The results are described in rather strange terms, considering what they have actually presented. They argue that the new result for sensitivity "is in agreement with earlier estimates, within the limits of uncertainty". But of course none of the published estimates are inconsistent with each other in the sense of having non-overlapping uncertainty ranges - no-one credible has excluded a value of about 2.5C, that I am aware of. The contrasting claim that the analysis of transient response gives a qualitatively different outcome (being somewhat lower than both the previous IPCC assessment, and the range obtained from GCMs) is just weird, since both their ECS and TCR results are markedly lower than the IPCC and GCM ranges.

This looks like a pretty unreasonable attempt to spin the result as nothing new for sensitivity, when it is clearly something very new indeed from these authors, and implies a marked lowering of the IPCC "likely" range. Although the paper does not explicitly mention it, the "likely" range for equilibrium climate sensitivity using the full 40y of data seems to be about 1.3-3C (reading off the graph by eye, the lower end may be off a bit due to the nonlinear scale). So although the analysis does depend on a few approximations and simplifications, it's hard to see how they could continue to defend the 2-4.5C range.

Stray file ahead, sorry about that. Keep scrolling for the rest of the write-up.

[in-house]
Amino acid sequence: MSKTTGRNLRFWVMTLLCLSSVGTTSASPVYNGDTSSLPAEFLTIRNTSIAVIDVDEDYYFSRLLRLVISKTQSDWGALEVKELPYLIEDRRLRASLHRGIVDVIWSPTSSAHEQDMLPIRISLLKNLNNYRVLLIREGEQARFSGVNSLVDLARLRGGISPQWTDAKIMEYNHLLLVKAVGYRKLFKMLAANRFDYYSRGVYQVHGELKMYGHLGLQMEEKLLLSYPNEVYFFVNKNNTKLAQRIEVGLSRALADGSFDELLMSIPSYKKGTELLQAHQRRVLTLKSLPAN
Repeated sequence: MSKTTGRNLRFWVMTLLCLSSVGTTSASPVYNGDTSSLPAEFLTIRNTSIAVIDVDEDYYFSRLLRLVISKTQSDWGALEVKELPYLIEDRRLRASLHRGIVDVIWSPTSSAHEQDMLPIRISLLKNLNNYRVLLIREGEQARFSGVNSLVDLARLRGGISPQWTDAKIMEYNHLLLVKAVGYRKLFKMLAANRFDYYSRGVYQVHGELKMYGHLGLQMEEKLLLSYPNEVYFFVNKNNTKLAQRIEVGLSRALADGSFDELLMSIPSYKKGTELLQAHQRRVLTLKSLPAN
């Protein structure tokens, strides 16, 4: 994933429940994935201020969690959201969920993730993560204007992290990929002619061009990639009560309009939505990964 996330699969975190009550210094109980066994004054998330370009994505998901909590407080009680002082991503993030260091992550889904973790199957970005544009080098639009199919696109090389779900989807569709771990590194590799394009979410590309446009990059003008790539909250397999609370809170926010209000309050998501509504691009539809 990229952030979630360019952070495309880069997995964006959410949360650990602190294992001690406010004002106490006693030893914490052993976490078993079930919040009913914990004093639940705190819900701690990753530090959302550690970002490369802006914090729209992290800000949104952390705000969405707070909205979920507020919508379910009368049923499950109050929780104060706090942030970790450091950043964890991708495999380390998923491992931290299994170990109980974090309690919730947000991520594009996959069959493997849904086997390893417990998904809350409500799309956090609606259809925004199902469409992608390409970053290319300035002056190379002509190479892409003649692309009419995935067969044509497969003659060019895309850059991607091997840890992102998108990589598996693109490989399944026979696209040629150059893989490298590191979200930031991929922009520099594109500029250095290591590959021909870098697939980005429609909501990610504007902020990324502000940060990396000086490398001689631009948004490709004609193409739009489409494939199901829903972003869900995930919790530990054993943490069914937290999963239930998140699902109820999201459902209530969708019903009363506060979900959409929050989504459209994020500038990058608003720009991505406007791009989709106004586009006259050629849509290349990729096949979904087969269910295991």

Update: post by Nic Lewis here, also coverage in NewScientist.

Thursday, May 16, 2013

Yet more sensitivity

This really does seem to be the story that runs and's another article in the NYT recently, this time by Justin Gillis, who summarises my views accurately (take note David Rose)

There is also this paragraph, which piqued my interest: